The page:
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Liberals take next step on Super Hornet fighter jet deal

The Liberal government has taken the next step towards buying 18 Super Hornet fighter jets on an interim basis, a purchase it hopes to make official by year's end.
The Liberal government has taken the next step towards buying 18 Super Hornet fighter jets on an interim basis, a purchase it hopes to make official by year's end. THE CANADIAN PRESS/AP Photo/Remy de la Mauviniere

OTTAWA – The Liberal government has taken the next step towards buying 18 Super Hornet fighter jets on an interim basis, a purchase it hopes to make official by year’s end.

The government sent a letter to the U.S. government on Tuesday outlining exactly what it needs in the warplanes, when it needs them, and what type of economic benefits Canada expects in return.

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Aerospace giant Boeing will use those requirements to draw up with a formal proposal by the fall, with the government hoping for a contract by the end of 2017 or early 2018.

The Liberals have said any deal will be contingent on getting the Super Hornets at the right price, on the required schedule and with the right economic spinoffs.

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“We will assess whether an interim Super Hornet fleet purchase will help ensure Canada remains a credible and dependable ally for many years to come,” Defence Minister Harjit Sajjan said in a statement Tuesday.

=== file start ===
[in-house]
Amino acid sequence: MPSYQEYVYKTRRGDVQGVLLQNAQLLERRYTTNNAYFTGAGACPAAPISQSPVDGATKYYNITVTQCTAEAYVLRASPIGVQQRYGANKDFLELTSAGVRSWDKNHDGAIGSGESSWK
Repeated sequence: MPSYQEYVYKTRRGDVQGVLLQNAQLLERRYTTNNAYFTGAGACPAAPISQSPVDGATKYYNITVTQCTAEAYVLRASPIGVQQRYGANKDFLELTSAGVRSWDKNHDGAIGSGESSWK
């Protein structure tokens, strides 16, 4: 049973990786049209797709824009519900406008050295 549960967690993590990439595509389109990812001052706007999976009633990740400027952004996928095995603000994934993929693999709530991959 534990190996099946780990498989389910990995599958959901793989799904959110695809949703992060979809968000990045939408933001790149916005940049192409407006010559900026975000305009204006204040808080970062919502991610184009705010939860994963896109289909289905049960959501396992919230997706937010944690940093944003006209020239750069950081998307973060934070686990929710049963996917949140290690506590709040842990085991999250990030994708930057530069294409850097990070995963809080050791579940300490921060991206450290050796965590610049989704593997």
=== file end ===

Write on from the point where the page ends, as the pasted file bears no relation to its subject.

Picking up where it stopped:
The agreement must also be approved by the U.S. Congress.

The government announced in November its plans to augment Canada’s aging CF-18 fleet with the new Hornets until a full competition to replace the CF-18s can start in 2019.

The Liberals say the Super Hornets are needed because the air force doesn’t have enough jets to be ready to defend North America and contribute to NATO at the same time.

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But a number of retired military officers have called for an immediate competition, warning an interim fighter fleet will be more expensive and hurt the military in the long run.

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Sources have said the Liberals plan to purchase the Super Hornets using money the previous Conservative government originally set aside for F-35 stealth fighters.

But they will almost certainly need to find additional money to replace the CF-18s, either through their new defence policy or by cutting other projects.

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